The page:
As Japan edges toward legalizing gambling resorts, USJ Co. is counting on its cachet turning around its Universal Studios theme park to win a partnership with a foreign casino operator.
The operator of Osaka’s 13-year-old Universal Studios Japan is in talks with MGM Resorts International, Caesars Entertainment Corp. and Genting Bhd. for a possible partnership to run a casino resort, Chief Executive Officer Glenn Gumpel said in an interview.
“We have operational capacity, experience know-how, and I don’t think we would be stretched to participate in more than one” casino resort, Gumpel said at USJ’s headquarters located inside the park. “As a company, we would like to grow outside of the current confines of the theme park.”
Prime Minister Shinzo Abe’s ruling Liberal Democratic Party is seeking to pass a law to legalize casinos during the Diet session starting this autumn, as part of plans to boost tourism along with the Tokyo Olympics in 2020.
Operators including MGM, Caesars and Las Vegas Sands Corp. have expressed interest to take part once the ban is lifted and pledged to spend billions of dollars to build a resort.
USJ joins local companies such as Sega Sammy Holdings Inc., Konami Corp. and Dynam Japan Holdings Co. competing for partnerships with casino operators in a market that could be Asia’s second largest after Macau and worth $40 billion a year as early as 2025.
The company is hoping its experience operating a theme park and knowledge of marketing and entertainment will help it to stand out from other suitors.
Osaka has been in talks with operators including Caesars and MGM for a ¥500 billion resort, probably to be sited on a reclaimed island about 5 km from USJ’s park. Other local governments including Tokyo, Yokohama, Hokkaido, Nagasaki and Okinawa have also expressed interest in hosting the resorts.
USJ is looking at Tokyo, Osaka and Okinawa for potential sites and will consider building a casino resort or a new theme park in Neo Park Okinawa, a nature park owned by the city of Nago, according to Gumpel, who joined the operator in 1999.
It could seek to re-list on the Tokyo Stock Exchange as early as next summer as one of its financing options, and is also considering an overseas listing, the executive said Thursday.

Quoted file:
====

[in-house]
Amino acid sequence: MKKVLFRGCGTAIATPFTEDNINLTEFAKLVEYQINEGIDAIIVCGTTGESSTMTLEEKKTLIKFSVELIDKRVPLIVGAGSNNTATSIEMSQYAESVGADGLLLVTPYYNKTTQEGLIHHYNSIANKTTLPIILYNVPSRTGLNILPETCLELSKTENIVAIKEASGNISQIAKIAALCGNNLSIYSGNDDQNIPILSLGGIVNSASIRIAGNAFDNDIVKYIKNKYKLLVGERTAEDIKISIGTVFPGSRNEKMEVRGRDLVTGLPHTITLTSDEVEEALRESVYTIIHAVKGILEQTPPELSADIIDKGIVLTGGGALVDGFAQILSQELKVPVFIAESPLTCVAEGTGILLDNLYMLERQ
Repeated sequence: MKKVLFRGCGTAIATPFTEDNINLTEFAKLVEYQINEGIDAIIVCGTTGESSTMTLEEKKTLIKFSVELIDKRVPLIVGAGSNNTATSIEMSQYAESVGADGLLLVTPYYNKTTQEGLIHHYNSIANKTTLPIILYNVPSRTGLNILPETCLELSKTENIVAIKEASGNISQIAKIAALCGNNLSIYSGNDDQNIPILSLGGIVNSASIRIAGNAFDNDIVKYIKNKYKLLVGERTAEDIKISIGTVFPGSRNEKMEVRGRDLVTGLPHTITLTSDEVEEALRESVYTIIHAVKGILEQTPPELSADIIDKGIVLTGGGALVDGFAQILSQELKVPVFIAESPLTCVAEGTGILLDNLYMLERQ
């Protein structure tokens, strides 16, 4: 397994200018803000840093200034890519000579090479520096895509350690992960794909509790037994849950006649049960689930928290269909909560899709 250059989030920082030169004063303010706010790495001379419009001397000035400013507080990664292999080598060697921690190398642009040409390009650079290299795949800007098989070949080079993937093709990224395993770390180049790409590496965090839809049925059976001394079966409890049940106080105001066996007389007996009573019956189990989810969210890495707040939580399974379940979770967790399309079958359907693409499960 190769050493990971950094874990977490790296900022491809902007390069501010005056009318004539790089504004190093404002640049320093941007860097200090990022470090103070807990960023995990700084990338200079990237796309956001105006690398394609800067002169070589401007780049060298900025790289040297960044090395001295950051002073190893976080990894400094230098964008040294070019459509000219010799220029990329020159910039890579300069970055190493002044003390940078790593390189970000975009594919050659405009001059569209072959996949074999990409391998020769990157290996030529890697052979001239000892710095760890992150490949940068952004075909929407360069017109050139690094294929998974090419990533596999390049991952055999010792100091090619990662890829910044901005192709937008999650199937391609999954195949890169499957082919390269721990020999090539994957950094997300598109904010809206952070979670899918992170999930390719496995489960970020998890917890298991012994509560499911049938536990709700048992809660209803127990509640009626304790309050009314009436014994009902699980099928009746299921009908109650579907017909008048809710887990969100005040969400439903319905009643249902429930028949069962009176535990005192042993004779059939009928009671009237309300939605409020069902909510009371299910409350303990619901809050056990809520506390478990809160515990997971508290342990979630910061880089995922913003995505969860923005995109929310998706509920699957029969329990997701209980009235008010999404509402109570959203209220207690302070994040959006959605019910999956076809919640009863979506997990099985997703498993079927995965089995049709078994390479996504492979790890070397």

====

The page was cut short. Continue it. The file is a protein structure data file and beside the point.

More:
USJ had sales of ¥95.9 billion in the year ended March, an increase of 17 percent from a year earlier, according to spokesman Johta Takahashi. Operating profit jumped 51 percent to a record ¥24.2 billion, he said.
USJ, which opened in 2001 as a joint venture between the city and a group of private companies, introduced movie-themed attractions based on Hollywood classics such as “Back to the Future” and “Jaws.” The company was listed in 2007 but was taken private by Goldman Sachs Group two years later as the park’s appeal faded and the number of visitors slumped.
The them park has since recovered as new rides and attractions such as Space Fantasy were brought in, with visitor arrivals hitting 10.5 million last fiscal year, the second highest number since it opened. A new “Wizarding World of Harry Potter” attraction, which opened last month at a cost of $400 million, drew 870,000 visitors to the park in July, a record for the month.
USJ is also planning to expand beyond Japan to invest in the emerging markets of China and Indonesia, and is seeking a tie-up with Shenzhen-based theme park operator Overseas Chinese Town.
The company has also held talks with an Indonesian company about the possibility of opening a theme park in Jakarta.